Actually, there are currently more than enough crude oil in the storage tanks of most states and refineries. Nevertheless, the quotations for the “black gold” climb to its highest level in two months. Market participants are afraid of coming supply bottlenecks.
The price of North Sea Brent on Tuesday increased 1.4 percent to a two-month high of $79.69 a barrel. WTI temporarily increased in price by two percent to $ 71.22. A whole bundle of events and developments provided for it according to analysts and the trend could go on quite well.
A hot topic for the small price rally is hurricane Gordon, which is heading for the US Gulf Coast. Several oil rigs in the Gulf of Mexico have already been evacuated. Even if analysts consider a “significant” disruption of production and transport flows to be unlikely, even this “residual risk” is already causing upward spikes on the sensitive forward markets.
Much more likely are supply-side problems due to Iran’s reduction in oil exports. The US sanctions against the country are having an effect here in a shortage situation. Even in the crisis-ridden states of Libya and Venezuela, there are always noticeable failures.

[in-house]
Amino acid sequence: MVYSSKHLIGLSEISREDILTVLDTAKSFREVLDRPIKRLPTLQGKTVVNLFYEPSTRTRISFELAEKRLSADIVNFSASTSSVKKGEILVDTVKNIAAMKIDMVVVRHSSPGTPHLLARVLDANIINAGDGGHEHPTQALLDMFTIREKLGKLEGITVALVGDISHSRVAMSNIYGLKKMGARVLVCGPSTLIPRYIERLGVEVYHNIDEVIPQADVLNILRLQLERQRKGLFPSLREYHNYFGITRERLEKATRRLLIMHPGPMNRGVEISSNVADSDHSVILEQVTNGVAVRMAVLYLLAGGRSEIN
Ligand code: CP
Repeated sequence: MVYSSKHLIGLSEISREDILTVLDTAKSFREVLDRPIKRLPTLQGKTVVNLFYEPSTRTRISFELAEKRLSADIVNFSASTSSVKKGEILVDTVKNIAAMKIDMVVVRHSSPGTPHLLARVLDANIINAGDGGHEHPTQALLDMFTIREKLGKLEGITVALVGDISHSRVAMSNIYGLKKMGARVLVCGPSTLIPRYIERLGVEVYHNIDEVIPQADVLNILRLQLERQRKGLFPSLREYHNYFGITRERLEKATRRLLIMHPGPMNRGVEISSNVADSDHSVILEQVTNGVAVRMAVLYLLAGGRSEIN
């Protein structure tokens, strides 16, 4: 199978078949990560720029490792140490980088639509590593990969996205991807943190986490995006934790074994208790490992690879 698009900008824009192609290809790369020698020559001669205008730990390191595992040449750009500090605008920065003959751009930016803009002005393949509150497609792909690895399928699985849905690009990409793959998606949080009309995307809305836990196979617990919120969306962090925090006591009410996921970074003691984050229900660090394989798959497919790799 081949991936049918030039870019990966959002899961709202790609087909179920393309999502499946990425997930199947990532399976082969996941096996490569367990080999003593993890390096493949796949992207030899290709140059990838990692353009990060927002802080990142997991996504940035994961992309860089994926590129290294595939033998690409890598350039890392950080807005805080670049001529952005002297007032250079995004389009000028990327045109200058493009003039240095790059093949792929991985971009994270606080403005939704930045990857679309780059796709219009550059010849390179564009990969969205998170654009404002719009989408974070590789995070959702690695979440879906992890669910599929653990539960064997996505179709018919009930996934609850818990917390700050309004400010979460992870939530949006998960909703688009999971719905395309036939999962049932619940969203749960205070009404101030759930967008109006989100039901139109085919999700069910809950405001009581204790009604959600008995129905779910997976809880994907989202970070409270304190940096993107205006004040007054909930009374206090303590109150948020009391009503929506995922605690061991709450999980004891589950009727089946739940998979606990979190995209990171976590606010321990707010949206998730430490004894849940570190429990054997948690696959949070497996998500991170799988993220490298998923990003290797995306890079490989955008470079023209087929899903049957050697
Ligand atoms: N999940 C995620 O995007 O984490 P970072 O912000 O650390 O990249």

The current trend towards shortages is aggravated by the fact that production volumes in the USA are currently not rising. US companies are apparently unwilling to expand their capacity and develop new wells, at least the energy experts at Barclays Bank assess the situation.
Developments in the stock market are primarily in the hands of the oil multinationals, whose prices rise in line with the prices on the futures market. Higher world market prices mean higher consolidated profits for them.
For consumers, the development has a rather disadvantageous effect: costs for heating oil are closely tied to the world market price for crude oil and gasoline prices have even reached a high for the year in Germany. They remain hopeful for the seasonal slowdown in oil prices in the fall. Statistically speaking, oil prices regularly reach an annual high in October, followed by a price decline until the New Year.